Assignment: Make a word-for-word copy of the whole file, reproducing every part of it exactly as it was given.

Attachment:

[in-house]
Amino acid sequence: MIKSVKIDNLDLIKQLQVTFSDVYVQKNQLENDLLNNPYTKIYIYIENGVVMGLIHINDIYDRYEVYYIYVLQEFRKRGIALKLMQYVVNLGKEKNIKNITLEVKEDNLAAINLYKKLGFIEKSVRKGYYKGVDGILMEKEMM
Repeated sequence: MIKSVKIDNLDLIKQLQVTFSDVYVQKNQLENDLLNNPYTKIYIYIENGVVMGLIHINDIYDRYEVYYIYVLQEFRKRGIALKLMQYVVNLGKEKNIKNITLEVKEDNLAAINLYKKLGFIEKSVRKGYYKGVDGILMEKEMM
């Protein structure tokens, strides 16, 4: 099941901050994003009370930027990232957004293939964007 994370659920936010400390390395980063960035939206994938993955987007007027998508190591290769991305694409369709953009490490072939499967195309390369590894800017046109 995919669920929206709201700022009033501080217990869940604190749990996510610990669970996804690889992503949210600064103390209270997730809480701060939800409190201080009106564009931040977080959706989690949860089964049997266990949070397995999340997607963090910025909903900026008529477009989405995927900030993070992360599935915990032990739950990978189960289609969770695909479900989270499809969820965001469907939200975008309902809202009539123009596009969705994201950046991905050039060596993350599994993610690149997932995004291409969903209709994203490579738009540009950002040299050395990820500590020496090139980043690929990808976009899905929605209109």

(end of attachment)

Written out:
[in-house]
Amino acid sequence: MIKSVKIDNLDLIKQLQVTFSDVYVQKNQLENDLLNNPYTKIYIYIENGVVMGLIHINDIYDRYEVYYIYVLQEFRKRGIALKLMQYVVNLGKEKNIKNITLEVKEDNLAAINLYKKLGFIEKSVRKGYYKGVDGILMEKEMM
Repeated sequence: MIKSVKIDNLDLIKQLQVTFSDVYVQKNQLENDLLNNPYTKIYIYIENGVVMGLIHINDIYDRYEVYYIYVLQEFRKRGIALKLMQYVVNLGKEKNIKNITLEVKEDNLAAINLYKKLGFIEKSVRKGYYKGVDGILMEKEMM
């Protein structure tokens, strides 16, 4: 099941901050994003009370930027990232957004293939964007 994370659920936010400390390395980063960035939206994938993955987007007027998508190591290769991305694409369709953009490490072939499967195309390369590894800017046109 995919669920929206709201700022009033501080217990869940604190749990996510610990669970996804690889992503949210600064103390209270997730809480701060939800409190201080009106564009931040977080959706989690949860089964049997266990949070397995999340997607963090910025909903900026008529477009989405995927900030993070992360599935915990032990739950990978189960289609969770695909479900989270499809969820965001469907939200975008309902809202009539123009596009969705994201950046991905050039060596993350599994993610690149997932995004291409969903209709994203490579738009540009950002040299050395990820500590020496090139980043690929990808976009899905929605209109």